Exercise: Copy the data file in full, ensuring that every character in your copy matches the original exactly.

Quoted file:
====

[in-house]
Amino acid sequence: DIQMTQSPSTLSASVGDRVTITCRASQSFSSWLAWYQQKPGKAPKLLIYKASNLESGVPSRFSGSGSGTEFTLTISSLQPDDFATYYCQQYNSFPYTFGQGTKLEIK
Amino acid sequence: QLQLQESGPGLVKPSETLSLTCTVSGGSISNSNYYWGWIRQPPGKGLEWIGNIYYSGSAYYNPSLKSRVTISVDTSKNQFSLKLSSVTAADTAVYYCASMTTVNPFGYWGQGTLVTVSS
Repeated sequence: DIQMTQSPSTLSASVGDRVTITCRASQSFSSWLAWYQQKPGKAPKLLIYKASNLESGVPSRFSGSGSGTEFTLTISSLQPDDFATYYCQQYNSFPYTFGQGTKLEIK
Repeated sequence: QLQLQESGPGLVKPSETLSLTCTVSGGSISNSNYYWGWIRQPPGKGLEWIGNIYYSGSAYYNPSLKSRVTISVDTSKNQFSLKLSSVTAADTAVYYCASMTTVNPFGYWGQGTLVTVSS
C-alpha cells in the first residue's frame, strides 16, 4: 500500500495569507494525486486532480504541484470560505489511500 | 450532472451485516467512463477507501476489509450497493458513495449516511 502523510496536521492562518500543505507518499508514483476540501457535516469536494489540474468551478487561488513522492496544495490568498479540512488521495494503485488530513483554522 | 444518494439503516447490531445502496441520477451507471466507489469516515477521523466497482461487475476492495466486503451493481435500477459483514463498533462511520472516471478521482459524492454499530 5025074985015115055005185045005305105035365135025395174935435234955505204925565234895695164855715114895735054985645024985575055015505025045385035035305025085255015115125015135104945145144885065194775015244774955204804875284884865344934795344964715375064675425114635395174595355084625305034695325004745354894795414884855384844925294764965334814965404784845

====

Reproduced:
[in-house]
Amino acid sequence: DIQMTQSPSTLSASVGDRVTITCRASQSFSSWLAWYQQKPGKAPKLLIYKASNLESGVPSRFSGSGSGTEFTLTISSLQPDDFATYYCQQYNSFPYTFGQGTKLEIK
Amino acid sequence: QLQLQESGPGLVKPSETLSLTCTVSGGSISNSNYYWGWIRQPPGKGLEWIGNIYYSGSAYYNPSLKSRVTISVDTSKNQFSLKLSSVTAADTAVYYCASMTTVNPFGYWGQGTLVTVSS
Repeated sequence: DIQMTQSPSTLSASVGDRVTITCRASQSFSSWLAWYQQKPGKAPKLLIYKASNLESGVPSRFSGSGSGTEFTLTISSLQPDDFATYYCQQYNSFPYTFGQGTKLEIK
Repeated sequence: QLQLQESGPGLVKPSETLSLTCTVSGGSISNSNYYWGWIRQPPGKGLEWIGNIYYSGSAYYNPSLKSRVTISVDTSKNQFSLKLSSVTAADTAVYYCASMTTVNPFGYWGQGTLVTVSS
C-alpha cells in the first residue's frame, strides 16, 4: 500500500495569507494525486486532480504541484470560505489511500 | 450532472451485516467512463477507501476489509450497493458513495449516511 502523510496536521492562518500543505507518499508514483476540501457535516469536494489540474468551478487561488513522492496544495490568498479540512488521495494503485488530513483554522 | 444518494439503516447490531445502496441520477451507471466507489469516515477521523466497482461487475476492495466486503451493481435500477459483514463498533462511520472516471478521482459524492454499530 5025074985015115055005185045005305105035365135025395174935435234955505204925565234895695164855715114895735054985645024985575055015505025045385035035305025085255015115125015135104945145144885065194775015244774955204804875284884865344934795344964715375064675425114635395174595355084625305034695325004745354894795414884855384844925294764965334814965404784845